Wednesday, March 28, 2018

OSR Commentary The Advanced Dungeons & Dragons Monster Manual & Dungeon Design Commentary

I've been doing a lot of thought about B/X Dungeons & Dragons almost all of yesterday. By the time Moldvay Cook Dungeons & Dragons was in our area back in Seventy Nine the first Edition Advanced Dungeons & Dragons Monster Manual was hitting us players hard in the dungeons. My PC's  must have died about a hundred times back in the Seventies & early Eighties. It was a part of a learning curve as a player & to some extent as a dungeon master.

Using various edition materials was no big deal back among us in grade school & it seems this method has always stuck with me as a dungeon master. The idea of the  adventure environment shaping the monster encounters goes back to growing up with my family whose always had a very close interest in the wilderness. Ecology & hunting went hand in hand back in the small town in New York state and then later on in Connecticut. Any abandoned or ruined buildings always had animals in them the second the opportunity came up. So to a certain extent the idea of dungeons & ruins having lairs within them isn't far from my imagination.
The mega dungeon as urban adventure location has always had a certain appeal for me as a dungeon master. Chaos & evil moving into take over as an opportunity presents itself as the older residents of a place died off was some something logical in my mind when I was younger. To a certain extent it was the Advanced Dungeons & Dragons Monster Manual first edition book that was responsible for this. 

Spending hours pouring over it gave me as a dungeon master ideas after taking some tid bit in a monster entry & then running with it. To a certain extent this was something that came from  of  Holmes Basic D&D boxed set & Moldvay Basic D&D boxed set overlapping.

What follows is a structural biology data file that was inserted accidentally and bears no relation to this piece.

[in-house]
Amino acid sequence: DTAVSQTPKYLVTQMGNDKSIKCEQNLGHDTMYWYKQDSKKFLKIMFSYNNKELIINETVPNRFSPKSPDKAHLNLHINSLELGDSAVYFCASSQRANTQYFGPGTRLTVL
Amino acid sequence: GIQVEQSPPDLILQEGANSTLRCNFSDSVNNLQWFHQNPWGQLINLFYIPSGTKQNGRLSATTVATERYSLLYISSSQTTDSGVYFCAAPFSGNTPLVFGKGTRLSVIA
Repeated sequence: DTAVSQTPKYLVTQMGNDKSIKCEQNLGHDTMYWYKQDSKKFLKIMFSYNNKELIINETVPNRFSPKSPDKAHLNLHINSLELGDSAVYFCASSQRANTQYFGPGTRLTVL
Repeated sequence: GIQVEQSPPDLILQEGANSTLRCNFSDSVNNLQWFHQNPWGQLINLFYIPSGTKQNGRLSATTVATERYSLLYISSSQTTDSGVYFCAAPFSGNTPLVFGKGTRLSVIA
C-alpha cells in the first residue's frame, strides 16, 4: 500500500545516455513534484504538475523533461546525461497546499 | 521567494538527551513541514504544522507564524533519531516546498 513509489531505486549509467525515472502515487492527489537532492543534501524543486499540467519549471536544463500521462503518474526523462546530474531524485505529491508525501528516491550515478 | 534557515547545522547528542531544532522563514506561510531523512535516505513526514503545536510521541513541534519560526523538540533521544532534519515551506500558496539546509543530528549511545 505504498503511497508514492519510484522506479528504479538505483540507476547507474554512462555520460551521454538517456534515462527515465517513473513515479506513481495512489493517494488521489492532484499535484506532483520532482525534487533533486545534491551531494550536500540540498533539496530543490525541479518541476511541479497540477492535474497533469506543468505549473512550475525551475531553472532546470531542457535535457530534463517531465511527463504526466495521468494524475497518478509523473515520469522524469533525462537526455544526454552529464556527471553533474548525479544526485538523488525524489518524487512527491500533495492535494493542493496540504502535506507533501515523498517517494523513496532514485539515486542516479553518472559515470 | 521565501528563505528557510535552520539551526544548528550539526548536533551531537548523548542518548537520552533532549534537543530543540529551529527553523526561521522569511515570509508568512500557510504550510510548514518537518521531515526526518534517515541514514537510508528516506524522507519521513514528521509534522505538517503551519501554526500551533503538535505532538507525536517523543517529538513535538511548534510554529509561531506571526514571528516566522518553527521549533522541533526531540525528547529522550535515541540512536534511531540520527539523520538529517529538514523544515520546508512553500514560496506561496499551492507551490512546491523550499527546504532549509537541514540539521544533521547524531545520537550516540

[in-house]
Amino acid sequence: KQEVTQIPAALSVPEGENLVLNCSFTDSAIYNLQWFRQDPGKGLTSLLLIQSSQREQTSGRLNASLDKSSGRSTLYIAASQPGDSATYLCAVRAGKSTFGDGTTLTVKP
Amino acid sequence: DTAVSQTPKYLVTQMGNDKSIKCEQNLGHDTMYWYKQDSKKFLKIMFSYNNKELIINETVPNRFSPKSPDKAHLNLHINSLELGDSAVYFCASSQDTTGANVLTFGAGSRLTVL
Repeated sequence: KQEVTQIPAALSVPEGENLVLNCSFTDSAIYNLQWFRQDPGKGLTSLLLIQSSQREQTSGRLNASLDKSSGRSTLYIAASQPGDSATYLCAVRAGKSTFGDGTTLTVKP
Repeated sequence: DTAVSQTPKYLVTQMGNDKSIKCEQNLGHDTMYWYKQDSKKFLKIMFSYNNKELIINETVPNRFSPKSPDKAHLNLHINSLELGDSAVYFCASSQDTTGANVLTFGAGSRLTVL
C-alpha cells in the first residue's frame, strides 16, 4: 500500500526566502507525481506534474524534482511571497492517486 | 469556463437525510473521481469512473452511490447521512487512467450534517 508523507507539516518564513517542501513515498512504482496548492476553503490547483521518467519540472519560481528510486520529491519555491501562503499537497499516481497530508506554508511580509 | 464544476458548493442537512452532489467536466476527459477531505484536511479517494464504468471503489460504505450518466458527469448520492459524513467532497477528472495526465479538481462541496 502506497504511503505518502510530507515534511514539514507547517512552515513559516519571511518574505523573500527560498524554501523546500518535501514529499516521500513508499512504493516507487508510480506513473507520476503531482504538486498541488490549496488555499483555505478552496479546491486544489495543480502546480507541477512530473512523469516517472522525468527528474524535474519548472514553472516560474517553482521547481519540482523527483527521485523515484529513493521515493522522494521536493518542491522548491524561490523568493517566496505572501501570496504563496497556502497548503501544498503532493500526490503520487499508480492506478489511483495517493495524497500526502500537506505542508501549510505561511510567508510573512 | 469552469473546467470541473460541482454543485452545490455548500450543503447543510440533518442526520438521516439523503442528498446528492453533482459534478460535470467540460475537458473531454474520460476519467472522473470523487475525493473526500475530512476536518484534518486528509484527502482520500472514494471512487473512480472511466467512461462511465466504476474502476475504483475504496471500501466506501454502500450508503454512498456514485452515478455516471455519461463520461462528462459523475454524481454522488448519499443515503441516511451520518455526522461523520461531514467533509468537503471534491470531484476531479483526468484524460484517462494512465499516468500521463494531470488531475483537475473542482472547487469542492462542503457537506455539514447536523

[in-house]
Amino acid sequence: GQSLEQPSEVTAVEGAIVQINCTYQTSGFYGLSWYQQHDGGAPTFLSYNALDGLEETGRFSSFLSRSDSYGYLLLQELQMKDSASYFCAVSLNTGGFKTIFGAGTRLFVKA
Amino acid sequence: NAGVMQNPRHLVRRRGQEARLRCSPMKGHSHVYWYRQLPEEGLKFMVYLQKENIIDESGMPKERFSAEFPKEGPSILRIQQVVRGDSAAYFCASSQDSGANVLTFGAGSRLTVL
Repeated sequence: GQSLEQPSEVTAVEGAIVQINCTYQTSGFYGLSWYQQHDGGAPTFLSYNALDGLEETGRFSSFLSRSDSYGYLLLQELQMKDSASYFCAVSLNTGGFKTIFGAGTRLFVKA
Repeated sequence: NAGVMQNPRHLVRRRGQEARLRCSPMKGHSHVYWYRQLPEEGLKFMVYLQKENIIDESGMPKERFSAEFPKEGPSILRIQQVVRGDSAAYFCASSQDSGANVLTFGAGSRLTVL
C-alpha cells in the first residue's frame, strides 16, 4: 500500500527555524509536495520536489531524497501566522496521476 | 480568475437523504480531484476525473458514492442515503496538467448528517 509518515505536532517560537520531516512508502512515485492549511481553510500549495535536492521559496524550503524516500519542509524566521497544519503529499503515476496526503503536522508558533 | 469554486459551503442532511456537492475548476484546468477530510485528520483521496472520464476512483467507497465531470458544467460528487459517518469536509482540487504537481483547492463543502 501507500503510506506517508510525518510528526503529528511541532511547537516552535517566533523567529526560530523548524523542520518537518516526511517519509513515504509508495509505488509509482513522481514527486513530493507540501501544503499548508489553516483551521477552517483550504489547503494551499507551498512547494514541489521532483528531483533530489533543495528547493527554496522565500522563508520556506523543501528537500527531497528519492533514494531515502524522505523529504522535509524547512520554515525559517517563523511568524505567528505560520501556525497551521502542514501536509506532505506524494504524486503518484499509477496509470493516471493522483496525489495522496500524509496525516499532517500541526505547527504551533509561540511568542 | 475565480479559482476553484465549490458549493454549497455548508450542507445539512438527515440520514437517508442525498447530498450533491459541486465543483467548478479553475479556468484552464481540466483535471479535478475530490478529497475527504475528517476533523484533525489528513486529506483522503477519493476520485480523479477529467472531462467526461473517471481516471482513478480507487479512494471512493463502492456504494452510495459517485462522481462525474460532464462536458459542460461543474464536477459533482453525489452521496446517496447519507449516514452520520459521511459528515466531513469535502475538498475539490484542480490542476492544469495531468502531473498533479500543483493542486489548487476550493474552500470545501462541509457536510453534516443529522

As players we'd mix & match various OD&D, B/X Dungeons & Dragons, & Advanced Dungeons & Dragons first edition resources as needed. The Monster Manual made a certain path into dungeons very dangerous. The monsters ecology wasn't writ in stone from the wrought pages of The Dragon, yet. Sure there was the occasional 'ecology of ' articles here & there but the adventure  fields were wide open. To me they still are!

The first edition Monster Manual set the tone for dungeon exploration because it brought the monsters forward in the imaginations of the dungeon master & players. I'm trying to collect my thoughts very quickly here & pick the wisps of memory from the swirling thoughts of dungeons, dice, snacks, & cracking open of cans of Pepsi and 70's pizza. The Monster Manual gave insights into the monsters that the B/X sets presented which gave them life on hundreds of pages of graph paper.
Even today the backgrounds of the monsters were determined by the dungeon, adventure, & campaign. The fact is campaign is everything for monster placement. Yet time & again it seems to be the opposite today. Parameters are so narrowly defined & there seems to a much smaller venue for the player's imaginations.

Dungeon masters it seems at times don't leave themselves enough room to allow the players to fill in the blanks. There should always be a sense of mystery & mythology about the dungeon & adventure locations. Time & again I find that much of this same dungeon & design philosphy applies to the myriad of retroclone systems.

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